Sept.5, 2016, about 2 1/4 hour fountain pen sketch.

Saw this view from a city bus and liked how it shows the smaller scale of 3-4 storey buildings on Pandora Avenue being overshadowed by brand new buildings of 12 to maybe 16 stories on Johnson street one block beyond.

The city is experiencing a construction boom and the scale of the city is changing quite a bit. Victoria is not going for tall slender towers like Vancouver, rather it is attempting a more European style of urban design with lower buildings trying to create street walls.

The immediate foreground of this sketch is an excavation pit with a new large mixed-use building going in, on the lower left are construction trailers on the street and raised above the sidewalk. I wanted to do a two-page panorama but this took a long time and I was getting cold and had to pee!

Close up of Marina City, a mixed use building in Chicago better known as the Corncobs.

State Tower is a skyscraper located on Silom Road, Bang Rak business district, Bangkok, Thailand, adjacent to Charoen Krung Road. Built in 2001, it is the largest building in Southeast Asia, with 300,000 m2 (3,200,000 sq ft) floor area. State Tower has 68 floors and is 247 m (810 ft) tall, making it the third tallest building in Thailand as in 2011 and 139th in the world. It is also the tallest mixed-use building in Thailand.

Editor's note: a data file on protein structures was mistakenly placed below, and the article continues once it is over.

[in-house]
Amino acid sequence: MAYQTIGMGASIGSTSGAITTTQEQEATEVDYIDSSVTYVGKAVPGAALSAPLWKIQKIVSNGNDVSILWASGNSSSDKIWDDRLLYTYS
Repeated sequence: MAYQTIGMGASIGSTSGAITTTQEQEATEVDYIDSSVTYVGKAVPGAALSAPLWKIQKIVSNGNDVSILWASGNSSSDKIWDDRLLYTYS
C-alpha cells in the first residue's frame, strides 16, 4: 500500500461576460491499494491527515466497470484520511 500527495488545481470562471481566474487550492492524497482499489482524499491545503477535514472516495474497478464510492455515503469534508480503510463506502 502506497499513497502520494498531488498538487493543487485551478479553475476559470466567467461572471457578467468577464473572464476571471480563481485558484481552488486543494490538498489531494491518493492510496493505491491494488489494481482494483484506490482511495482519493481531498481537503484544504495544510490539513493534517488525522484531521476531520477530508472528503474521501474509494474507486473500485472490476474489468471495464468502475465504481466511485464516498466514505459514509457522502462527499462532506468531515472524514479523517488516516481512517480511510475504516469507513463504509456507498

Columbus Tower, also known as the Sentinel Building is a mixed-used building in San Francisco, California, completed in 1907. The distinctive copper-green Flatiron style structure straddles the North Beach, Chinatown, and Financial districts of the city. It is San Francisco Designated Landmark No. 33

8 House (Tallet in Danish) is a 61,000 m2 bowtie-shaped mixed-use building of three different types of residential housing and 10,000 m2 of retail and offices which comprise Denmark?s largest private development ever undertaken.

One Central Park is an award-winning mixed-use building located in Sydney, Australia in the suburb of Chippendale.

 

The building itself comprises two residential apartment towers, an east and west tower, in addition to a six level retail shopping centre at the base of the towers. In 2013, One Central Park was awarded a 5 star Green Star – ‘Multi-Unit Residential Design v1’ Certified Rating by the Green Building Council of Australia, making it the largest multi-residential building (by nett lettable area) in Australia to receive such a designation. - Wikipedia

 

October, 2018

Design by: Rafael Moneo - Barcelona